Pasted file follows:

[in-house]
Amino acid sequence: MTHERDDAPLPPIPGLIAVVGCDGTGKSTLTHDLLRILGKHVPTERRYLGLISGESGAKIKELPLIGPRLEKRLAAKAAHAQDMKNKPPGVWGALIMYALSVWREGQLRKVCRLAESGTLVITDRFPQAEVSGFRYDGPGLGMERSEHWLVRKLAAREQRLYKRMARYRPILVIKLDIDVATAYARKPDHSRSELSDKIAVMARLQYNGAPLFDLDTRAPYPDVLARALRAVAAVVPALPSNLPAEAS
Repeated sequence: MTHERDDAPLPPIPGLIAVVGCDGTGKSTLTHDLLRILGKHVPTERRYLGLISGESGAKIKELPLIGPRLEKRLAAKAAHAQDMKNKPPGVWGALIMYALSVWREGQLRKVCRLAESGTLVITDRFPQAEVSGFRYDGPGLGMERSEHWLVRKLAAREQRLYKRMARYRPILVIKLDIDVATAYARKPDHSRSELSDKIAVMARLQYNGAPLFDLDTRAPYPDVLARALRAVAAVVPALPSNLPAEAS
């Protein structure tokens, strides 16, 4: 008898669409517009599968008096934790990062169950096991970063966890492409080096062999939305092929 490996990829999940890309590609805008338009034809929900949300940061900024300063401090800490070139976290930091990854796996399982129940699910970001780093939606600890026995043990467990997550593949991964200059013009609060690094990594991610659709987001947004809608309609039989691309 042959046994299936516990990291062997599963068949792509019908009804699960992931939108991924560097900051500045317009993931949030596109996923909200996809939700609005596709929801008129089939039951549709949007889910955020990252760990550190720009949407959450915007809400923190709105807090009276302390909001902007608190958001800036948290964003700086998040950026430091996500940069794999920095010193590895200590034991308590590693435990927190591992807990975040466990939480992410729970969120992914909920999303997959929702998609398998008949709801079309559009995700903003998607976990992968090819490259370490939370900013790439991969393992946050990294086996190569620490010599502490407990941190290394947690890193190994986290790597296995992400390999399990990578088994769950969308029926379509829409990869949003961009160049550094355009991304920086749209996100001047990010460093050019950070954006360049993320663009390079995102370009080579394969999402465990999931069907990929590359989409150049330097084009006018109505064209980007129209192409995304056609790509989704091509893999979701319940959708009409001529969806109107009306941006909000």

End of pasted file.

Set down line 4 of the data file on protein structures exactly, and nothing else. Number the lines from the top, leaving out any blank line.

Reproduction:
């Protein structure tokens, strides 16, 4: 008898669409517009599968008096934790990062169950096991970063966890492409080096062999939305092929 490996990829999940890309590609805008338009034809929900949300940061900024300063401090800490070139976290930091990854796996399982129940699910970001780093939606600890026995043990467990997550593949991964200059013009609060690094990594991610659709987001947004809608309609039989691309 042959046994299936516990990291062997599963068949792509019908009804699960992931939108991924560097900051500045317009993931949030596109996923909200996809939700609005596709929801008129089939039951549709949007889910955020990252760990550190720009949407959450915007809400923190709105807090009276302390909001902007608190958001800036948290964003700086998040950026430091996500940069794999920095010193590895200590034991308590590693435990927190591992807990975040466990939480992410729970969120992914909920999303997959929702998609398998008949709801079309559009995700903003998607976990992968090819490259370490939370900013790439991969393992946050990294086996190569620490010599502490407990941190290394947690890193190994986290790597296995992400390999399990990578088994769950969308029926379509829409990869949003961009160049550094355009991304920086749209996100001047990010460093050019950070954006360049993320663009390079995102370009080579394969999402465990999931069907990929590359989409150049330097084009006018109505064209980007129209192409995304056609790509989704091509893999979701319940959708009409001529969806109107009306941006909000």